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Use your Raspberry Pi as your local NodeJS Webserver


*** An updated version of the article is available here ***

A couple of months ago, I tinkered around with NodeJS on my local machine. After a while I got kinda addicted to the NodeJS Plattform for webservice (SOA) applications as well as Desktop Apps (Electron/NodeWebkit). Hence more complicated NodeJS experiments will start, I decided to set-up my own webserver environment for my (local) network with a Raspberry Pi 2 B. My tools of choice are:

  • Raspian Jessie Lite from 2016-05-27
  • GIT v2.1.4: Version control for source code
  • NodeJS v6.2.0: for REST APIs and Websocket applications
  • Nginx Webserver: Deliver static files, Reverse Proxy for NodeJS, and Load Balancing
  • MySQL Server and Client: for Relational Databases
  • CouchDB v1.6.1: as my NoSQL Database with strong JavaScript tools
  • PM2: NodeJS Process Manager for starting and stoping NodeJS Apps
  • Nodeadmin: Admin Tool for MySQL (like PHPmyAdmin)

Let's get started:


Download Raspian Jessie Lite from the foundation website and write the image on your class 10 SD Card. For more information please read this tutorial (in German).


Configure your Raspian Jessie Lite


After the booting or Raspberry PI (rPI), please login with the standard user 'pi' and password 'raspberry'. If you successfully logged in, please run:

Now please configure your Raspberry based on your location and wishes (e.g. edit your timezone, region, keyboard settings, extend the memory space of your SD Card, make the GPU RAM free, if needed overclock carefully your rPI, change the Hostname and Password if needed). I would recommend to connect your rPI directly with your Wifi Router via classic LAN. It is mostly very stable and fast. But if you don't care what I think, please configure your wireless connection (wifi). A tutorial is available here.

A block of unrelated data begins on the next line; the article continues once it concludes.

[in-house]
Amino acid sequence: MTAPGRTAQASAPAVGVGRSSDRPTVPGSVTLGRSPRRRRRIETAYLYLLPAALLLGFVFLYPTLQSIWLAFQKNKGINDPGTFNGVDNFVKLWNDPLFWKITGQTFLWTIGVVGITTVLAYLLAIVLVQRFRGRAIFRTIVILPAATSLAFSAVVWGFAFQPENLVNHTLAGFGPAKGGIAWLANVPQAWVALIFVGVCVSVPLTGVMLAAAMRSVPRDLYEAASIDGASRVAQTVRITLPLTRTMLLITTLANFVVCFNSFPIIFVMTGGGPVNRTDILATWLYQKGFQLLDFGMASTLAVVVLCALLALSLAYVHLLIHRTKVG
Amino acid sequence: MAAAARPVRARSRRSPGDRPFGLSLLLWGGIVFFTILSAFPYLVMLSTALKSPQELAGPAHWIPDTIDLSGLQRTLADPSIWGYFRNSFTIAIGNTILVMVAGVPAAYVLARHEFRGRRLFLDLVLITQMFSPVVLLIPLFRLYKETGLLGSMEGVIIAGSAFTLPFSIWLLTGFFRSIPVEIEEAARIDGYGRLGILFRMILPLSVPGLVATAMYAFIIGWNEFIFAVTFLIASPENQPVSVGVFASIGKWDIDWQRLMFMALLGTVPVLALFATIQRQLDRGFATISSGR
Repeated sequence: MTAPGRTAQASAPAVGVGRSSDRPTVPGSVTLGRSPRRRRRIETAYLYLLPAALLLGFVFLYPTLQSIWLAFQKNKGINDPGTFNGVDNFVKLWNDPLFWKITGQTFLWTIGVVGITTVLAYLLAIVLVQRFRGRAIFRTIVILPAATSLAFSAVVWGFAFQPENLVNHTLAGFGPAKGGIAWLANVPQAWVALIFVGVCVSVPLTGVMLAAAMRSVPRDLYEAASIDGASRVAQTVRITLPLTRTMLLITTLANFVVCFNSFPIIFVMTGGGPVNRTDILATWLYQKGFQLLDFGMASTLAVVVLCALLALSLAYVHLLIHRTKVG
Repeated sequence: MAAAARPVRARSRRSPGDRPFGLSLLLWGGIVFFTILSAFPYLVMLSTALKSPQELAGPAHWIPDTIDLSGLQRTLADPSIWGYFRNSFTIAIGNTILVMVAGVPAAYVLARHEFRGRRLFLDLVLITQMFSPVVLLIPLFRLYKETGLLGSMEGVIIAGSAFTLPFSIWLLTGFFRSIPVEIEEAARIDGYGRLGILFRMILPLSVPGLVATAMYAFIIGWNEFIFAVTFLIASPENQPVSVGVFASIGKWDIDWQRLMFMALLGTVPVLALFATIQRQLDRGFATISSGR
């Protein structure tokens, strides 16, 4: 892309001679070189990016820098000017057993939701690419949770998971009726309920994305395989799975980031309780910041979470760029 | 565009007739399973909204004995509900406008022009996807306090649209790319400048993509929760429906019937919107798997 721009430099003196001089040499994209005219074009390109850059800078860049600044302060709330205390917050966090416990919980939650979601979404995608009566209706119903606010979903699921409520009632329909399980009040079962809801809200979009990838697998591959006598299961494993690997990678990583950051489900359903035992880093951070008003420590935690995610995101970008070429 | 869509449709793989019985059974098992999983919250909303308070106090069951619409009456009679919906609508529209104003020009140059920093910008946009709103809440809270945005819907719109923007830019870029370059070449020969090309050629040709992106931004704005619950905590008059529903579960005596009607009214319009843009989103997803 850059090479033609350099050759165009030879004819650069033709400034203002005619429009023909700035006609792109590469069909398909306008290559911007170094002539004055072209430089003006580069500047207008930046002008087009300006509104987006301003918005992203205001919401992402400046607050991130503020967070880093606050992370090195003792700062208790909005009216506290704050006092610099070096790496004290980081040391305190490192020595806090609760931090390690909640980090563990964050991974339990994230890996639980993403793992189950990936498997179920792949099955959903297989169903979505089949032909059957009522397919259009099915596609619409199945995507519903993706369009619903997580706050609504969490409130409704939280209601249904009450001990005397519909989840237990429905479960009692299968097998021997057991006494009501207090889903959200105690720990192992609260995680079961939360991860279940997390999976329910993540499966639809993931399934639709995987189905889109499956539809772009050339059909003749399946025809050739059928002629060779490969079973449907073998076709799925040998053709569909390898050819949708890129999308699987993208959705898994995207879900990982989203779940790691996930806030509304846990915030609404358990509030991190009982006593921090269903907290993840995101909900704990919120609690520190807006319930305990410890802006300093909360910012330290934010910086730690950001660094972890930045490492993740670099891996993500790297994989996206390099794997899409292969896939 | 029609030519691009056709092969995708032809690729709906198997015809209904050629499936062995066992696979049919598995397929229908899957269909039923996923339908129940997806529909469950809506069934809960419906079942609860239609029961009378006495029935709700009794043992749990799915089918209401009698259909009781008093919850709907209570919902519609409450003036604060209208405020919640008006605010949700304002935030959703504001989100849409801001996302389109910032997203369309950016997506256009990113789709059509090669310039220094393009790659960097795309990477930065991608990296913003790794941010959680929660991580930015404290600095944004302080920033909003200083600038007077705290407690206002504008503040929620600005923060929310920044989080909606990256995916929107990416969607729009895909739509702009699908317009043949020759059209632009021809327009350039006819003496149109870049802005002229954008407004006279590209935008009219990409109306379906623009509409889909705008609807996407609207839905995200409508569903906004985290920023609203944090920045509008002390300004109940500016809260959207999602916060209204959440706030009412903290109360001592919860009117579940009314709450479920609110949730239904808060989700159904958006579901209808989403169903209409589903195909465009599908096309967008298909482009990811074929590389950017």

After all of this initial configuration please update the already provided library via those shell commands:

By the way, for future times here is a nice list of very useful rPI commands.


Adding Version Control


In my early developer days CVS became the dead version control system and SVN was the hot shit. Time is changing and nowadays most people are using Git / Github / Bitbucket for their code version control instead of SVN. For making our workflow easier we install the Git Client.


Installing NodeJS and PM2


My main purpose of the testserver is to tinker around with NodeJS on a reliable backend level. In future I might want to play around with some Internet-of-Things stuff (e.g. connecting plants to the internet), too. NodeJS and Raspberry Pi is a killer prototyping tool for that. Installing NodeJS on a Raspberry Pi 2 is very obvious, because of its base ARM v7. The Raspberry Pi 3 seems to run a ARM v8 architecture, but that is not really true. The Raspian Jessie Lite still runs as a 32bit OS. As far as I understood that is the reason, why we still have to use the NodeJS ARM v7 version for the Raspberry Pi 3, too. However that makes the shell commands for this tutorial a little bit easier (the shell code is based on this thread).

NodeJS is executed as a single-thread. In that context it is not so simple to run several NodeJS apps simultaneously. This problem is solved by PM2, the NodeJS Process Management tool, which is our great companion. PM2 is the successor of the older process management tool forever. PM2 holds a nice interface and I like the console output for registered NodeJS apps much more than other tools. Therefore here we go:


Installing the MySQL Database